Measuring and improving respiratory outcomes in cystic fibrosis lung disease: Opportunities and challenges to therapy

Edith T. Zemanick, J. Kirk Harris, Steven Conway, Michael W. Konstan, Bruce Marshall, Alexandra L. Quittner, George Retsch-Bogart, Lisa Saiman, Frank J. Accurso

Research output: Contribution to journalReview articlepeer-review

Abstract

Cystic fibrosis (CF) is a life-shortening disease with significant morbidity. Despite overall improvements in survival, patients with CF experience frequent pulmonary exacerbations and declining lung function, which often accelerates during adolescence. New treatments target steps in the pathogenesis of lung disease, such as the basic defect in CF (CF Transmembrane Conductance Regulator [CFTR]), pulmonary infections, inflammation, and mucociliary clearance. These treatments offer hope but also present challenges to patients, clinicians, and researchers. Comprehensive assessment of efficacy is critical to identify potentially beneficial treatments. Lung function and pulmonary exacerbation are the most commonly used outcome measures in CF clinical research. Other outcome measures under investigation include measures of CFTR function; biomarkers of infection, inflammation, lung injury and repair; and patient-reported outcomes. Molecular diagnostics may help elucidate the complex CF airway microbiome. As new treatments are developed for patients with CF, efforts should be made to balance treatment burden with quality of life. This review highlights emerging treatments, obstacles to optimizing outcomes, and key future directions for research.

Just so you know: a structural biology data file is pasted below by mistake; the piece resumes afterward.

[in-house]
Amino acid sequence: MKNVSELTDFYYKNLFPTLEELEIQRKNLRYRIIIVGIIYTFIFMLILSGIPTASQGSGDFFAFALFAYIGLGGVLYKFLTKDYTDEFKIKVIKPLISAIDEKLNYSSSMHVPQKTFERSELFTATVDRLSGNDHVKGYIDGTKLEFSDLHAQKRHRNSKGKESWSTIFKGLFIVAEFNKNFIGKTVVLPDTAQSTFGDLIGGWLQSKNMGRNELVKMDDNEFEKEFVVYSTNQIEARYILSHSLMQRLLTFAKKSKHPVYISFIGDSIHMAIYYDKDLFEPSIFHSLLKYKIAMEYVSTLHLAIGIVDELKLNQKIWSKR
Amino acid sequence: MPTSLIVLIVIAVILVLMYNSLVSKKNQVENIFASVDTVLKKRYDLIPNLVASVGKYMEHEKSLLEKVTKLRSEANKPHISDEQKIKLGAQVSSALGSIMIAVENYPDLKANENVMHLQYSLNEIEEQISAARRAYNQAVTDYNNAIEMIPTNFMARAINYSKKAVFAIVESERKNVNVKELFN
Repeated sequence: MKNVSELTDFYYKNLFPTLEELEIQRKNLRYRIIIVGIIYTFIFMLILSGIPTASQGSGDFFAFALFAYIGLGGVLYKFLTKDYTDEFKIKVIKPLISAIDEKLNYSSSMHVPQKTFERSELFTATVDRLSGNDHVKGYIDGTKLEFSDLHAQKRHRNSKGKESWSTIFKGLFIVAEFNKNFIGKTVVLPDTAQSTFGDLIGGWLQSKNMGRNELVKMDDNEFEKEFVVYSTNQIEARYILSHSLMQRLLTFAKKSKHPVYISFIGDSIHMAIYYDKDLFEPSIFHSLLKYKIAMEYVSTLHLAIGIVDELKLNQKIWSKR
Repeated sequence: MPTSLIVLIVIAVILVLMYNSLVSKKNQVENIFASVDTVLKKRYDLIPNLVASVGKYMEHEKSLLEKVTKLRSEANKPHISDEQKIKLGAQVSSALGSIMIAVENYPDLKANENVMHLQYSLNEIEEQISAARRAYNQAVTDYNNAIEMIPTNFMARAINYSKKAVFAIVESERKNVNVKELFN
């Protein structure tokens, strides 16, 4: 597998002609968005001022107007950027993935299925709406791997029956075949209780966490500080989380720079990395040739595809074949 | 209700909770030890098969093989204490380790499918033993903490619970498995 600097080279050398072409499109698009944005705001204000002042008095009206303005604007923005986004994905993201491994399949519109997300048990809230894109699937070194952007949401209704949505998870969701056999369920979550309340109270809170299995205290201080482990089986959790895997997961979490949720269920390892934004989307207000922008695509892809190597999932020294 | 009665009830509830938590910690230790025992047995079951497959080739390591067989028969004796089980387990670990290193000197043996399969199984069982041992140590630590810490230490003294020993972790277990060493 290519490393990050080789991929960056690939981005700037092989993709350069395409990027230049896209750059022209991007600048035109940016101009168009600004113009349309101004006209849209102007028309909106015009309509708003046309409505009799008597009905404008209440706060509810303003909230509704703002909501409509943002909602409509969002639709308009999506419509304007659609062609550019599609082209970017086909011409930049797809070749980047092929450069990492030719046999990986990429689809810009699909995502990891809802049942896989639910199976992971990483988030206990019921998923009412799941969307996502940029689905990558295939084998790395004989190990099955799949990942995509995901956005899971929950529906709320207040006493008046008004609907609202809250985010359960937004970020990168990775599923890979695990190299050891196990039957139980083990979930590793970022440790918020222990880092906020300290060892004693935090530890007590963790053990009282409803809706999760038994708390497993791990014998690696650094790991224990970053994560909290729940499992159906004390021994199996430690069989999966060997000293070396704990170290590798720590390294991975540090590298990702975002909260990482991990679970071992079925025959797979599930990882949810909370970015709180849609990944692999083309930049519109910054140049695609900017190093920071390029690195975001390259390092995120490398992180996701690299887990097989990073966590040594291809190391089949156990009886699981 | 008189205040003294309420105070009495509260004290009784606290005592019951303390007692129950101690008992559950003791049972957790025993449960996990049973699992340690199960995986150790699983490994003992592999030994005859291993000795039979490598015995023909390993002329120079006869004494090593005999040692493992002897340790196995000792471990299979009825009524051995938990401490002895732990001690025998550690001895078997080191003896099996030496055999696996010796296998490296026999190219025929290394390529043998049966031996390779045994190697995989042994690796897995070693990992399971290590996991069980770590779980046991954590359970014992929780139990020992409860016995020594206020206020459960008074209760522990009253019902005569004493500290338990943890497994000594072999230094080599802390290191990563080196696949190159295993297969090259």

Original languageEnglish (US)
Pages (from-to)1-16
Number of pages16
JournalJournal of Cystic Fibrosis
Volume9
Issue number1
DOIs
StatePublished - Jan 2010

Keywords

  • Cystic fibrosis
  • Emerging treatments
  • Improved outcomes

ASJC Scopus subject areas

  • Pediatrics, Perinatology, and Child Health
  • Pulmonary and Respiratory Medicine

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